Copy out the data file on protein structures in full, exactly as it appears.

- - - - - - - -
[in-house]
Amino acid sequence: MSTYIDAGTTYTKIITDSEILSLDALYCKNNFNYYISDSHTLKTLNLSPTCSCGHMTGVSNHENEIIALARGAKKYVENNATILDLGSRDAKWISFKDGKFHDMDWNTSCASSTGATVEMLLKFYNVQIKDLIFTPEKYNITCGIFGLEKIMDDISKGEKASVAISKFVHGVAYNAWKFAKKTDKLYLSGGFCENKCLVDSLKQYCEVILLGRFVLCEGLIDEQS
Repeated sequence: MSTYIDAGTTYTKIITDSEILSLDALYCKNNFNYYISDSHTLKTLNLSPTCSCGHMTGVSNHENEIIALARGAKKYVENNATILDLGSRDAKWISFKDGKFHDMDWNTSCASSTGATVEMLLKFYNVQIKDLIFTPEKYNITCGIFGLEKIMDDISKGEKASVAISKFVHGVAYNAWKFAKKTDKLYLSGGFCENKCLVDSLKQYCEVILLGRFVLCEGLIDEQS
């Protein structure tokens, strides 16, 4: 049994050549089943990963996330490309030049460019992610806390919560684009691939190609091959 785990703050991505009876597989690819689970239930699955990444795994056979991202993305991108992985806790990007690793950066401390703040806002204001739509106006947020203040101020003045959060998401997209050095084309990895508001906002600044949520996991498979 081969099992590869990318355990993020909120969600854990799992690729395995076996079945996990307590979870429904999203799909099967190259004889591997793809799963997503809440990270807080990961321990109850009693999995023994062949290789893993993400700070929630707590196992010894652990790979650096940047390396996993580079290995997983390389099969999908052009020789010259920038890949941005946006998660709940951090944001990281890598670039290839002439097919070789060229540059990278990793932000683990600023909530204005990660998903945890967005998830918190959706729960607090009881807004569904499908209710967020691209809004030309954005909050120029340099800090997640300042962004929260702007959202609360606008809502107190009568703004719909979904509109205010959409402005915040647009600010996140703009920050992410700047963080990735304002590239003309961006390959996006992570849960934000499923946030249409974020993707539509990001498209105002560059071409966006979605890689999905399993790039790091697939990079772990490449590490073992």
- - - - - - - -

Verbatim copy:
[in-house]
Amino acid sequence: MSTYIDAGTTYTKIITDSEILSLDALYCKNNFNYYISDSHTLKTLNLSPTCSCGHMTGVSNHENEIIALARGAKKYVENNATILDLGSRDAKWISFKDGKFHDMDWNTSCASSTGATVEMLLKFYNVQIKDLIFTPEKYNITCGIFGLEKIMDDISKGEKASVAISKFVHGVAYNAWKFAKKTDKLYLSGGFCENKCLVDSLKQYCEVILLGRFVLCEGLIDEQS
Repeated sequence: MSTYIDAGTTYTKIITDSEILSLDALYCKNNFNYYISDSHTLKTLNLSPTCSCGHMTGVSNHENEIIALARGAKKYVENNATILDLGSRDAKWISFKDGKFHDMDWNTSCASSTGATVEMLLKFYNVQIKDLIFTPEKYNITCGIFGLEKIMDDISKGEKASVAISKFVHGVAYNAWKFAKKTDKLYLSGGFCENKCLVDSLKQYCEVILLGRFVLCEGLIDEQS
């Protein structure tokens, strides 16, 4: 049994050549089943990963996330490309030049460019992610806390919560684009691939190609091959 785990703050991505009876597989690819689970239930699955990444795994056979991202993305991108992985806790990007690793950066401390703040806002204001739509106006947020203040101020003045959060998401997209050095084309990895508001906002600044949520996991498979 081969099992590869990318355990993020909120969600854990799992690729395995076996079945996990307590979870429904999203799909099967190259004889591997793809799963997503809440990270807080990961321990109850009693999995023994062949290789893993993400700070929630707590196992010894652990790979650096940047390396996993580079290995997983390389099969999908052009020789010259920038890949941005946006998660709940951090944001990281890598670039290839002439097919070789060229540059990278990793932000683990600023909530204005990660998903945890967005998830918190959706729960607090009881807004569904499908209710967020691209809004030309954005909050120029340099800090997640300042962004929260702007959202609360606008809502107190009568703004719909979904509109205010959409402005915040647009600010996140703009920050992410700047963080990735304002590239003309961006390959996006992570849960934000499923946030249409974020993707539509990001498209105002560059071409966006979605890689999905399993790039790091697939990079772990490449590490073992």